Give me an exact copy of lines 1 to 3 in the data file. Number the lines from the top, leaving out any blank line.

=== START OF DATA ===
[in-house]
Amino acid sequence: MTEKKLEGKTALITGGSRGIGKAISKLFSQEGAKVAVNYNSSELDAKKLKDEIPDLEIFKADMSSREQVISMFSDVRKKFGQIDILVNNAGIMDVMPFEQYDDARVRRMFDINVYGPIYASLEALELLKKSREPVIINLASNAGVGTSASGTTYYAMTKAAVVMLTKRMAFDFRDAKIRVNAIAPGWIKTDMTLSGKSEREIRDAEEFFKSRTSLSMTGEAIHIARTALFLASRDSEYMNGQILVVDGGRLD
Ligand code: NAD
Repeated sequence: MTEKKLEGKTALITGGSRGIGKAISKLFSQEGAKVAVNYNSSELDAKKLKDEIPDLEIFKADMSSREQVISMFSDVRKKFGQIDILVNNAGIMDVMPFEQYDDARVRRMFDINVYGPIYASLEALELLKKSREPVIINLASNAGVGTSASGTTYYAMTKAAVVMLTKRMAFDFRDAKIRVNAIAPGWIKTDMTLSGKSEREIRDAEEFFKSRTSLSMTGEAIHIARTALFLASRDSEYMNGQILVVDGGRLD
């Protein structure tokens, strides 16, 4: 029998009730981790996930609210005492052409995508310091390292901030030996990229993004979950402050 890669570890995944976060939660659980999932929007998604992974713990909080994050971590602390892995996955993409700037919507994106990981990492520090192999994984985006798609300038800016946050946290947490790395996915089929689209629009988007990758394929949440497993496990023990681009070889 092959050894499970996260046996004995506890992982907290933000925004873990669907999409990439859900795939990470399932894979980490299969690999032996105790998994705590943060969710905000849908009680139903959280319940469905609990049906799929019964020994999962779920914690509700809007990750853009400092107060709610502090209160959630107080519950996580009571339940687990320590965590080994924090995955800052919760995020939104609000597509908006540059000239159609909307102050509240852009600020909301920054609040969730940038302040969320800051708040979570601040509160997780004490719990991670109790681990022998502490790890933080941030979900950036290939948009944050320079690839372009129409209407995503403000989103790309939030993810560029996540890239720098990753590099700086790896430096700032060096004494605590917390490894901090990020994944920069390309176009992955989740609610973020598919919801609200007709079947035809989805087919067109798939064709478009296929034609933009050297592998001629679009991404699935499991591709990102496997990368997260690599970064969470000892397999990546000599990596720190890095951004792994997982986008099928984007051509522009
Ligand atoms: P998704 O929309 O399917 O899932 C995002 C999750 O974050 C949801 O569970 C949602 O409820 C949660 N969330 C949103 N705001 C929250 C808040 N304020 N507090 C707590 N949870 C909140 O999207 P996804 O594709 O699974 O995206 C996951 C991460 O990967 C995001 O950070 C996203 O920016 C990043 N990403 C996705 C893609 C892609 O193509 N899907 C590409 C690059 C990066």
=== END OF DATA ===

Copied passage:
[in-house]
Amino acid sequence: MTEKKLEGKTALITGGSRGIGKAISKLFSQEGAKVAVNYNSSELDAKKLKDEIPDLEIFKADMSSREQVISMFSDVRKKFGQIDILVNNAGIMDVMPFEQYDDARVRRMFDINVYGPIYASLEALELLKKSREPVIINLASNAGVGTSASGTTYYAMTKAAVVMLTKRMAFDFRDAKIRVNAIAPGWIKTDMTLSGKSEREIRDAEEFFKSRTSLSMTGEAIHIARTALFLASRDSEYMNGQILVVDGGRLD
Ligand code: NAD